A member of the Rice Lake school board resigned last week, citing overwhelming anti-LGBTQ+ rhetoric at board meetings and a lack of support from school administration.
Abbey Fischer did not take her seat on the board at the Monday, Sept. 12 meeting, but rather read a statement of resignation during public comment.
“I am a lesbian. As such, I can no longer sit quietly through these meetings as I listen to people at this podium and (at the school board table) speak willfully ignorant, inflammatory, hurtful, and harmful rhetoric about the LGBTQIA community,” said Fischer.
LGBTQ+ issues have been a hot button issue recently within the school district.
A policy change is pending that would require parents to be involved if a student wishes to go by another name, different pronouns, or use a different restroom.
Fischer and others have said that students should be allowed to choose their pronouns without their parents being involved. They have said that by requiring parental consent, students are put in a complicated position of choosing between safety at home or comfort in schools.
Fischer also alleged that a LGBTQ+ “Safe Zone” sticker was removed from a staff members door by school administration.
“That sticker had been displayed for well over 10 years without a problem. The sticker is a reaffirmation that all students are safe and welcome in the classroom. By removing the sticker, we are explicitly telling our students and staff that this District is not safe nor supportive,” said Fischer.
Fischer said she resigned in order to preserve her emotional and mental health.
“The anguish I feel while preparing for, attending, and recovering from the meetings takes too many days from my life,” she said.
Just as Fischer said, several people made anti-LGBTQ statements during public comment at the Sept. 12 meeting.
Next to speak after Fischer was Eli Schulz, who opened his remarks by saying, “Transgenderism is a cult,” comparing it to Marxist ideology.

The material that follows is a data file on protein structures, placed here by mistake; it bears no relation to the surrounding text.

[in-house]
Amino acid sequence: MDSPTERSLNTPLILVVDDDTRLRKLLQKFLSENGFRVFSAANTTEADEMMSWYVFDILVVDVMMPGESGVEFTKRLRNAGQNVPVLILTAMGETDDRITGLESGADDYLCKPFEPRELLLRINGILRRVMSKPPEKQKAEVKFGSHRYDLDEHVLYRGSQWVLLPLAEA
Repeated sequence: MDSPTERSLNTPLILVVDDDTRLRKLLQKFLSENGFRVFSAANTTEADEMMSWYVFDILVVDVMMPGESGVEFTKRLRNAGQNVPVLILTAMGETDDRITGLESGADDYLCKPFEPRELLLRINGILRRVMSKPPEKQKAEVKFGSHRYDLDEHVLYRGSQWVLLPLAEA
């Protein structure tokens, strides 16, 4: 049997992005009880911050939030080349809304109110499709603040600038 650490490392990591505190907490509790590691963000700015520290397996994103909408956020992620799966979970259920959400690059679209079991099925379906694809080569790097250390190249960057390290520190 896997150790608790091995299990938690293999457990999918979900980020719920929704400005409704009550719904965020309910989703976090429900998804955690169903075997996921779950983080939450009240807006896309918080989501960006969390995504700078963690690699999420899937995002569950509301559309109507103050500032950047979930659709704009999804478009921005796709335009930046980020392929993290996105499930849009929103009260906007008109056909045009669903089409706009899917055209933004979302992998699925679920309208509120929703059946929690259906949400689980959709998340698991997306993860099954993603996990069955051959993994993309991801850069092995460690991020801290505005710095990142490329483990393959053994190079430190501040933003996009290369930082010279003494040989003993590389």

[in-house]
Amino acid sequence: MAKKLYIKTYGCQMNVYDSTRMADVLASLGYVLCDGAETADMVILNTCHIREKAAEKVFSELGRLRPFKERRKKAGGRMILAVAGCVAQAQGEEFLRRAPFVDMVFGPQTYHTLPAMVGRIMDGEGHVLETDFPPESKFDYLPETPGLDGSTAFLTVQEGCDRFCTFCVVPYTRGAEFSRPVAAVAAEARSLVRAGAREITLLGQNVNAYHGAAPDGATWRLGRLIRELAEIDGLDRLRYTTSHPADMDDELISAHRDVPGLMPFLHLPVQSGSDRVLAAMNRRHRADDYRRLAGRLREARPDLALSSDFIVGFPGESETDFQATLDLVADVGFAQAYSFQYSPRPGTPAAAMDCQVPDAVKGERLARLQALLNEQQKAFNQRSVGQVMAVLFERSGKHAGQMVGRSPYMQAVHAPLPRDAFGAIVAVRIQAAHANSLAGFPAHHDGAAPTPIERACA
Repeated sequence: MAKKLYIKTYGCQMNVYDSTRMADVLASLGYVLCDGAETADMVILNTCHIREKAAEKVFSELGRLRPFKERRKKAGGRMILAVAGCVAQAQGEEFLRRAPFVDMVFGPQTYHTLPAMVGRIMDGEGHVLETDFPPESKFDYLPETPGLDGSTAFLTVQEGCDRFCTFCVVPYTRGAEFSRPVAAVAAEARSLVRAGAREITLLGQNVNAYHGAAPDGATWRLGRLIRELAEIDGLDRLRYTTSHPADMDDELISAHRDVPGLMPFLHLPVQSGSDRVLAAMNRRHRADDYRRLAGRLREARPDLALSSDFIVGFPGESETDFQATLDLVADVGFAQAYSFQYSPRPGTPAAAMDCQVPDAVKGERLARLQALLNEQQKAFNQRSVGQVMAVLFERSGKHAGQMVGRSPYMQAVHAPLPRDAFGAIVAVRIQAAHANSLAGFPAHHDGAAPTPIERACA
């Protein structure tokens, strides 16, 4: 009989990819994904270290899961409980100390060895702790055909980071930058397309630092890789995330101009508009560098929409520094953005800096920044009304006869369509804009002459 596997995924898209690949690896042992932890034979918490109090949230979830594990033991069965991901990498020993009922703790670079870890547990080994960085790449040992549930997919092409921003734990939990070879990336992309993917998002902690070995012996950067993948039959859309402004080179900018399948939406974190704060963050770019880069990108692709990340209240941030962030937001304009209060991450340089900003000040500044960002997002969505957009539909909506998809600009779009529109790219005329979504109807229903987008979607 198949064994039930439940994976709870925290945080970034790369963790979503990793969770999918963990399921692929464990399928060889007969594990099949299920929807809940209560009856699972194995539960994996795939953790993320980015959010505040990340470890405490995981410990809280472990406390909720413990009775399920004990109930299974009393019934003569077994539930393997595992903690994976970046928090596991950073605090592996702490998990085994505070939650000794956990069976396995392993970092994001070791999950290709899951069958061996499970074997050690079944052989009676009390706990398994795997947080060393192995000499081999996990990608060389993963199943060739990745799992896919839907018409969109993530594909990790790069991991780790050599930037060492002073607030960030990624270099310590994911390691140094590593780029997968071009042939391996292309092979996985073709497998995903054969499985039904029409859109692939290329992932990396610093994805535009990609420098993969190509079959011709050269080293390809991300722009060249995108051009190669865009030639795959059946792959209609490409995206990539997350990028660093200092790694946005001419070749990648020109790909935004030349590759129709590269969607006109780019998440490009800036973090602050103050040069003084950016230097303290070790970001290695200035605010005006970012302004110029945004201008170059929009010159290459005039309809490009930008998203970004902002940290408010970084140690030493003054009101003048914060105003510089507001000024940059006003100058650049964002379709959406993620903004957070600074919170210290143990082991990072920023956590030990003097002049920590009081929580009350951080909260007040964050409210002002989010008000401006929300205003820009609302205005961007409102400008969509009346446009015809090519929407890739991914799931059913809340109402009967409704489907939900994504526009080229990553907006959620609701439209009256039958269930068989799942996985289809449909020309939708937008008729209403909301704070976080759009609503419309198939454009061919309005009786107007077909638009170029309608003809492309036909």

Lana Schulz criticized the school’s health curriculum on gender identity. She also took issue with a middle school art teacher introducing themself with pronouns and asking students what their pronouns were.
Nancy Keeler said teachers have already have enough on their plate to be dealing with transgender education as well.
“Leave things such as religion and sexual identity up to parents,” she said.
Lana Peterson said school staff have the right to address students according to their own beliefs.
“Referring to a biological male as she or her or a biological female as he or him would violate another person’s rights to adhere to their own deeply held beliefs and convictions, be it religious or otherwise that pronouns correspond with a person’s biological sex. It should not be demanded of students and staff to state something with their own mouths that their conscience does not believe,” said Peterson.
She added, “Get back to teaching the basics, not controversial subjects.”
Joshua Carlson said, “There are harmful teachings and ideas that have been infiltrating the school curriculum, such as sexual education, LGBTQ doctrine, critical race theory, etc.”
He advocated for Christian teachings.
“For anyone in the LGBTQ community who is here, there is forgiveness, there is hope and there is peace in Christ Jesus,” said Carlson.
But others spoke more supportively of the LGBTQ community.
“I believe in God, I believe in Jesus. I believe in all of that. But I also know it’s not my job to judge any of that. It’s my job to support and love,” said Julie Bever.
Bever said she and her husband took in foster child who identified as gay and was no longer welcome in a the home of another foster family.
“The foster home he was in was trying to pray the gay out of him,” she said. “They said it wasn’t a good fit
But for those who aren’t good fits, they need someone to love them. They need to feel supported and loved.”
Rice Lake student Armin Kiffmeyer said students should be allowed to choose their pronouns in order to feel safe at school.
“The policy is vital to me and my peers because it protects the safety of my friends, my peers and your students. We shouldn’t be listening to adults from other school districts who don’t even have children in the school system right now. We should be listening to students who actually care about our safety and well-being,” said Kiffmeyer.
Ginny Gelineau said people who aren’t accepted for who they are often become suicidal.
“In our community, there are a lot of gay people,” said Gilineau. “Don’t groom (students) to be something they aren’t.”
Public comment was cut off after 30 minutes in accordance with the school board’s policy. Three people who signed up to speak, but were not given the opportunity will be given priority at the next meeting on Sept. 26.
A protest is being planned at that meeting in support of Fischer.
A call requesting comment from school superintendent Randy Drost was not returned as of press time Tuesday evening.